St. Simon the Zealot (St. Simon the Zealot)
One of Rabbi Yeshua’s original twelve shlikhim (Apostles)
God calls himself in Hebrew qana, jealous or zealous or ardent Ex 20:5. The Septuagint translates qana into Greek as zelotes, zealous or ardent. Applied to God, these terms also mean jealous in the sense that God will allow us to worship no one else Ex 20:3; Deut 5:7.
Rabbi Matityahu and Rabbi Marcus call him in their original Greek Simon ho Kanaios, Simon the Cananaean Mt 10:4; Mk 3:18. However, kanaios in this context does not refer to places such as Cana or Canaan but is derived from qana. Shimeon haQana was the Semitic form of his name. Rabbi Lucas calls him Simon ho zelotes,” Simon the Zealot Lk 6:15; Acts 1:13, which translates to the English “zealot,” the Greek form of his name. We do not know whether he was a member of the Zealot party, but he obviously took his Jewish identity very seriously.
This passionate attachment to his Jewish identity contrasts sharply with Matthew’s willingness to collaborate with the Roman occupiers of the Jewish homeland. Our fallen nature leaves us vulnerable to the temptation of internecine warfare. Some rabbis say the First Jewish Revolt with its Temple destruction in AD 70 was due not to Roman military superiority but to this zealous sinat khinam (Mishna Yoma 9b), hatred without cause.
Rabbi Yeshua chose to become incarnate during a time when sinat khinam was unusually intense. Josephus dated the Jewish Wars as from the time Antiochus IV took Jerusalem in 168 BC to about three years after Titus destroyed Jerusalem in AD 70, a total of nearly 240 years, including the days of Rabbi Yeshua. Jerusalem during the time of Rabbi Yeshua had some twenty-four different factions. Among the most prominent were the Pharisees, the Sadducees, the Essenes, the Herodians, the Zealots, the Priests, the Scribes and the Elders, but there were many more. For instance, the hellenized and assimilated Jews, probably including Matityahu before Rabbi Yeshua called him, were comfortable with the Roman presence. It was prosperity for them, and they deeply resented Jews who resisted Roman domination such as the Zealots. Even the Torah Jews took sides. Some followed Rabbi Hillel while others followed Rabbi Shammai. Hillel’s followers intensely disapproved of Shammai’s teachings, and Shammai’s followers intensely disapproved of Hillel’s teachings. It was a time when Jews who associated themselves with each sect were so angry with Jews of other sects that they were willing to kill, in grave violation of our Father’s law. True Torah Jews revered pikuakh nefesh and would never violate the Fifth Commandment (as Jews count, the Sixth Commandment).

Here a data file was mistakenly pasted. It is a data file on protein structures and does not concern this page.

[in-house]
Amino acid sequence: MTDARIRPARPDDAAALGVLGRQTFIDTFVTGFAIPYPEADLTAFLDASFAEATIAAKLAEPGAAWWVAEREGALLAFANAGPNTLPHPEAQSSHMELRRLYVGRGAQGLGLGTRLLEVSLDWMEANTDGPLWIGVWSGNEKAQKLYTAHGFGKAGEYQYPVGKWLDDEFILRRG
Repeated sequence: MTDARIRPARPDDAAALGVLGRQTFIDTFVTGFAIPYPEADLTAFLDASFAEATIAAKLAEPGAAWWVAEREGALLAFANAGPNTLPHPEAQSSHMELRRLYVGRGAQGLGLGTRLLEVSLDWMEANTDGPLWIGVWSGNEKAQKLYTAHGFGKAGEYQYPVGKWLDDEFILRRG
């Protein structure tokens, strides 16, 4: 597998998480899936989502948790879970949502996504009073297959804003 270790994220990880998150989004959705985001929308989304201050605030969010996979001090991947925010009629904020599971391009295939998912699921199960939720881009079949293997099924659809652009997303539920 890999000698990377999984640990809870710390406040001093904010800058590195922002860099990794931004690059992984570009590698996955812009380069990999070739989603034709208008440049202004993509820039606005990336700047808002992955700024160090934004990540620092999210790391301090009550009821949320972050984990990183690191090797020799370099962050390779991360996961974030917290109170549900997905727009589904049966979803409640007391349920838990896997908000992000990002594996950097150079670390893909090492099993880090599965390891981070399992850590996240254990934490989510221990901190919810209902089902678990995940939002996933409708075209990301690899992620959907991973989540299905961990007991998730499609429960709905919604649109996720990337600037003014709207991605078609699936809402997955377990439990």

Isaiah had prophesied,
There shall come forth a shoot from the stump of Jesse, and a branch shall grow out of his roots. And the Spirit of the LORD shall rest upon him, the spirit of wisdom and understanding, the spirit of counsel and might, the spirit of knowledge and the fear of the LORD. And his delight shall be in the fear of the LORD. He shall not judge by what his eyes see, or decide by what his ears hear; but with righteousness he shall judge the poor, and decide with equity for the meek of the earth; and he shall smite the earth with the rod of his mouth, and with the breath of his lips he shall slay the wicked. Righteousness shall be the girdle of his waist, and faithfulness the girdle of his loins. The wolf shall dwell with the lamb, and the leopard shall lie down with the kid, and the calf and the lion and the fatling together, and a little child shall lead them. The cow and the bear shall feed; their young shall lie down together; and the lion shall eat straw like the ox. The sucking child shall play over the hole of the asp, and the weaned child shall put his hand on the adder’s den. They shall not hurt or destroy in all my holy mountain; for the earth shall be full of the knowledge of the LORD as the waters cover the sea Is 11:1–9.
Rabbi Yeshua chose perhaps as motley a crew of shlikhim as we could imagine. Sts. Matthew and Simon the Cananaean were as good an example as any.
Aside from his mention in the lists at Mt 10:4, Mk 3:18; Lk 6:15; Acts 1:13, we find no other mention of Rabbi Shimeon haQana anywhere in the New Testament. Rabbi Yokhanan reminds us that, “there are also many other things which Jesus did; were every one of them to be written, I suppose that the world itself could not contain the books that would be written” Jn 21:25. Rabbi Shimeon haQana was a living, breathing shaliakh, and thereby commanded vast respect among the early Christians. Remember, “And more than ever believers were added to the Lord, multitudes both of men and women, so that they even carried out the sick into the streets, and laid them on beds and pallets, that as Peter came by at least his shadow might fall on some of them” Acts 5:14–15.
So perhaps Rabbi Yeshua chose Rabbi Shimeon haQana as a witness that the Church he instituted was universal, that it would speak to all men whatever their other differences, as we saw so vividly at Pentecost: “Now there were dwelling in Jerusalem Jews, devout men from every nation under heaven. And at this sound the multitude came together, and they were bewildered, because each one heard them speaking in his own language” Acts 2:5–6.